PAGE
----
02 June 2011

Promise Me: How a Sister's Love Launched the Global Movement to End Breast Cancer... by Nancy Brinker

Flap Copy from ARC: "Growing up in postwar Peoria, Illinois, Suzy and Nancy Goodman were inseparable, with the elegant, socially poised Suzy serving as younger sister Nancy's best friend and role model in the grand adventure of life. Then, in 1977, at thirty-four, Suzy was diagnosed with breast cancer. Three years later, having endured uninformed doctors, multiple surgeries, and several grueling courses of chemotherapy and radiation, she died. In one of the sisters' last conversations, Suzy begged Nancy to do something to stop the suffering. "Promise me, Nanny," she said. "Promise me you won't let it go on like this."

Her heart broken, Nancy promised. "I swear, Suzy. Even if it takes the rest of my life."
At that moment, Susan G. Komen for the Cure was born.
Armed with only $200 and a shoebox filled with names, Nancy embarked on her thirty-year quest to change the way the world thought about, spoke about, and treated breast cancer - a quest that took on added urgency when she herself was diagnosed with the disease. Through it all, she was aided by her husband, Norman Brinker, whose dynamic approach to business became Nancy's model for running her foundation ...

Nancy was luckier than Suzy: she survived breast cancer and went on to turn SGK into the most influential health charity in the world. To date, SGK has contributed some $1.5 billion for cutting=edge research and community programs. And thanks to a sister's love, a diagnosis of breast cancer is no longer a death sentence."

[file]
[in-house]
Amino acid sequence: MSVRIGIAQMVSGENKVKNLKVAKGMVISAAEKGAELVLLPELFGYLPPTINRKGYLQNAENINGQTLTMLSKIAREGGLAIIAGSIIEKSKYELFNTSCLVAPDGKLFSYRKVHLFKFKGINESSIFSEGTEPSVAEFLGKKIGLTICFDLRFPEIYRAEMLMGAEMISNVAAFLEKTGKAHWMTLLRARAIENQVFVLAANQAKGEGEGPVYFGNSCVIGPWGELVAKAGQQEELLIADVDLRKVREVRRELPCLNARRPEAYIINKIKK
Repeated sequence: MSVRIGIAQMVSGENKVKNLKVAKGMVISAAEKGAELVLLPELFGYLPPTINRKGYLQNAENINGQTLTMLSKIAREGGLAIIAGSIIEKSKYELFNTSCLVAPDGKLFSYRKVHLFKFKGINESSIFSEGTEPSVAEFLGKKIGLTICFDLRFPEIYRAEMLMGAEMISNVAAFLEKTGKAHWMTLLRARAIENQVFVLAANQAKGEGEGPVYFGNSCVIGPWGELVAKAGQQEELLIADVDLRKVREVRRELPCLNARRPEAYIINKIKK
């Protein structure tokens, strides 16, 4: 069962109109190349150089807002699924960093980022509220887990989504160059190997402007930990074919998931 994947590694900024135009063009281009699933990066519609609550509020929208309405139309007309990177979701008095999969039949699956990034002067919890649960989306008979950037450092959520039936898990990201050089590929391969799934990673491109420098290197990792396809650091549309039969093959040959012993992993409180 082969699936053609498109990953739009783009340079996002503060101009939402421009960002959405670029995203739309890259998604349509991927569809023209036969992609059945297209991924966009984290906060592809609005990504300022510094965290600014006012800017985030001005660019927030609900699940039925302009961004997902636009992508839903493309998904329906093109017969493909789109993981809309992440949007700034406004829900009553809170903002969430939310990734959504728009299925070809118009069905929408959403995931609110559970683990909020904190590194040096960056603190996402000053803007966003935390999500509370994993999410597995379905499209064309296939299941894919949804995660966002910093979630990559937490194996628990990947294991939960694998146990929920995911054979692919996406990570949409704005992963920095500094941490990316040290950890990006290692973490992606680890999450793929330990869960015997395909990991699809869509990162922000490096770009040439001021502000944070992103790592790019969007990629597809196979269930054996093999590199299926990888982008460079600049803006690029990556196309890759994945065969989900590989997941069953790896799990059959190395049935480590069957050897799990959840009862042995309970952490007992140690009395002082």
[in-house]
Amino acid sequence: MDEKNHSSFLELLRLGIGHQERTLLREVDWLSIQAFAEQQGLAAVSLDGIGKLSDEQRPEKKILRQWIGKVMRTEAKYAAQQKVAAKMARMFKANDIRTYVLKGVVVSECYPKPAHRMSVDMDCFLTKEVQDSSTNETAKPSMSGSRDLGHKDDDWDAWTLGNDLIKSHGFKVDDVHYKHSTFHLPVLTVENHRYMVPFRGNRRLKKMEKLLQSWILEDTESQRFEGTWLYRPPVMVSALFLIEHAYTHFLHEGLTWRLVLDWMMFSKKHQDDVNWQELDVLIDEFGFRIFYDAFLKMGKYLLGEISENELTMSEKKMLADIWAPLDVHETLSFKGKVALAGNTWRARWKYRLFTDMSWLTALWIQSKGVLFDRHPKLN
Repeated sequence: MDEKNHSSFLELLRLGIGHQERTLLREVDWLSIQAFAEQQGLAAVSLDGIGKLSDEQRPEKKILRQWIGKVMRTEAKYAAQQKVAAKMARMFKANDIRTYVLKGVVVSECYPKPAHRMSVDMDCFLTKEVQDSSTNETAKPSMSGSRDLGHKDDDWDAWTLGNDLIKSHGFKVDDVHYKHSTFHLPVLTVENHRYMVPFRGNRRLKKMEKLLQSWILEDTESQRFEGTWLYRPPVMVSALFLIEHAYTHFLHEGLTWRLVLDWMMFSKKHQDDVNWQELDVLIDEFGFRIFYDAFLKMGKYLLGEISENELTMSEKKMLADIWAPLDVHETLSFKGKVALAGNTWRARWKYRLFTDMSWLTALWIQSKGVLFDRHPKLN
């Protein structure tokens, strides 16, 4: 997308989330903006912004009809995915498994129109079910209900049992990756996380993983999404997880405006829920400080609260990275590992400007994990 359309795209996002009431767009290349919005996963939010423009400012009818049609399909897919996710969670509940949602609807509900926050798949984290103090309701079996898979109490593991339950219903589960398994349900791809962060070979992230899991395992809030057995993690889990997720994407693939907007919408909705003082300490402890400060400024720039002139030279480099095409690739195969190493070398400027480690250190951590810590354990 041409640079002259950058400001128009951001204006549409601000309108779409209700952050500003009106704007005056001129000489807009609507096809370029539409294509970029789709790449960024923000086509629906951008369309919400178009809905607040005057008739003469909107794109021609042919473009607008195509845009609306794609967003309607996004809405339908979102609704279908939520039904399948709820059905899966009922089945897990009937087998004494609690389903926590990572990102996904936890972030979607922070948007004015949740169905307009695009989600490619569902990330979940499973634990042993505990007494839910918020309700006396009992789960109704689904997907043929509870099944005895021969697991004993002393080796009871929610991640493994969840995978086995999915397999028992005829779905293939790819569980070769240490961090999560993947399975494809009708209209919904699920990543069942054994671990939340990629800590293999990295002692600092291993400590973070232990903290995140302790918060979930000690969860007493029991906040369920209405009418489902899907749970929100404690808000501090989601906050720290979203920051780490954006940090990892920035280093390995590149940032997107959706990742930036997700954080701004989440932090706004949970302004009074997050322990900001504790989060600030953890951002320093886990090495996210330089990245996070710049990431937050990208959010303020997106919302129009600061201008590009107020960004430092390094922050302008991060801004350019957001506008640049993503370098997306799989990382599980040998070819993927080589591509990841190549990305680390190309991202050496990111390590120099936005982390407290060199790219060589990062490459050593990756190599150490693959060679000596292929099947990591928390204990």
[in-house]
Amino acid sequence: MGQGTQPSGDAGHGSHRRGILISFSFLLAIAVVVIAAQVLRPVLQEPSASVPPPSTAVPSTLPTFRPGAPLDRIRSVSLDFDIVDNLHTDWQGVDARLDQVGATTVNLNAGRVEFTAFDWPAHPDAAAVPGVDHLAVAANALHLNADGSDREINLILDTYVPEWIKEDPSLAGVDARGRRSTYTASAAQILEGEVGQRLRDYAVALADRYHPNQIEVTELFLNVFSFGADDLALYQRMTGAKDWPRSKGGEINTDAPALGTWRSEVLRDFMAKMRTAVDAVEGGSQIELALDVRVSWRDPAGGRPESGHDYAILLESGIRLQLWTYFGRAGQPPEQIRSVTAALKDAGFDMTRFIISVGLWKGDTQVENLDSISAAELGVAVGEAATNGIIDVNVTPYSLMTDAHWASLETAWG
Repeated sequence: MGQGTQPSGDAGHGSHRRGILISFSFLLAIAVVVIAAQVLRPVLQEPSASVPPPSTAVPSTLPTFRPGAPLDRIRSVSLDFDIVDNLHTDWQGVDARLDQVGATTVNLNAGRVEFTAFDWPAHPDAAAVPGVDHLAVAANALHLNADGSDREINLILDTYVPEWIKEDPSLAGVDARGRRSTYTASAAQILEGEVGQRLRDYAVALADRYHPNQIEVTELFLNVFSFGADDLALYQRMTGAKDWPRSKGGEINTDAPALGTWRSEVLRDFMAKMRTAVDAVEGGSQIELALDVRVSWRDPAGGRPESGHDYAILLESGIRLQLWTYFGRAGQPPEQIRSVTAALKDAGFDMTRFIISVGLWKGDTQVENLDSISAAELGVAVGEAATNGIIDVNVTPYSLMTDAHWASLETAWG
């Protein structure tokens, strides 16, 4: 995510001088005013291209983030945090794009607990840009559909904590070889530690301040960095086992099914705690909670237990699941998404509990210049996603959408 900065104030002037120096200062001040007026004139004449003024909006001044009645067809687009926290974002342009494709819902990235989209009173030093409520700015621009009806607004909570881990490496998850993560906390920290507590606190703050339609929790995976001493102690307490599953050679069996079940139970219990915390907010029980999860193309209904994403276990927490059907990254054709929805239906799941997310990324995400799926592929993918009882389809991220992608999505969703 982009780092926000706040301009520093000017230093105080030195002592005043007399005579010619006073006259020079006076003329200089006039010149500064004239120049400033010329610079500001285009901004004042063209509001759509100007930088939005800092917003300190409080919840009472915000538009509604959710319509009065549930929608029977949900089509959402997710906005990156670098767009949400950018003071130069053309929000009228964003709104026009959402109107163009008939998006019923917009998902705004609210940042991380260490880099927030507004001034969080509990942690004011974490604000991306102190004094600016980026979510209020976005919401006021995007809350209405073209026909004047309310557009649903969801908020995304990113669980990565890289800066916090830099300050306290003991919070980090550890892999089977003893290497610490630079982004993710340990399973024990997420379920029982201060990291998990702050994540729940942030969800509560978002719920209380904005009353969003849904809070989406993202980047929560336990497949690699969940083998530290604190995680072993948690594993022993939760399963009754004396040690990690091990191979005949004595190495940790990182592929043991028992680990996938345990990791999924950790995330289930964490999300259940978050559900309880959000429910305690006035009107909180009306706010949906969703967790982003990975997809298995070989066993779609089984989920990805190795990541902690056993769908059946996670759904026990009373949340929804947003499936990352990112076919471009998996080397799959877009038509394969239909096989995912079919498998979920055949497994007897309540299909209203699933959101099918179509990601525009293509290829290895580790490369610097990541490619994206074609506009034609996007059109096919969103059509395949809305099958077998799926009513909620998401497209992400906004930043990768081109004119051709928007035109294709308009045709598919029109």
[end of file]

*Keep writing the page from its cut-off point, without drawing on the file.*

"Promise Me" is at heart the story of a family in motion - from Nancy and Suzy's early years together, to their young adulthood and the individual growth they shared, to Suzy's unexpected and tragic illness and death, to the promise Nancy made and was unable to forget, to Nancy's second marriage and the strength and resources that relationship afforded.

From the start, Nancy and Suzy are two very different sisters being raised in a household with one common theme - that support of and service to others is the only true path to happiness and fulfillment. The girls are brought up smothered with love and family, but with a sense of duty to the less fortunate and the less appreciated. That attitude, instilled in them both by their incredible mother, shapes both women as they mature and become wives, mothers and active members of their communities. When Suzy is diagnosed with breast cancer, and her sad prognosis becomes clear to the family, Suzy extracts a promise from her baby sister - that Nancy will make it better for other women, that she will do everything in her power to change the experience of breast cancer for women everywhere - from the social silence to the drab hospital waiting room, Nancy must bring women's needs to the forefront of scientific research. The promise is made, though Nancy at first has no idea how to proceed.

Suzy's death is the catalyst for Nancy's action, and the first breath of life for Susan G. Komen for the Cure. The remainder of the book summarizes the various actions and goals of the organization, with personal vignettes peppered throughout. Nancy's relationship with her second husband, Norman Brinker, is explored in detail as he was a motivating and educating force in her efforts at building and then maintaining a successful non-profit organization.

This book is full of life, full of a sense of purpose but without a holier-than-thou attitude regarding that greater purpose. I think Brinker's strengh and personality are evident on every page, as are her intelligence and wide breadth of knowledge on all subjects relating to breast cancer. I found her 'memoir' to be honest, uplifting and also strongly grounded in reality - her voice is strong, her message clear, yet her vulnerability as a sister and a woman are embraced. I highly recommend this book, I want to share it with my sister right away.

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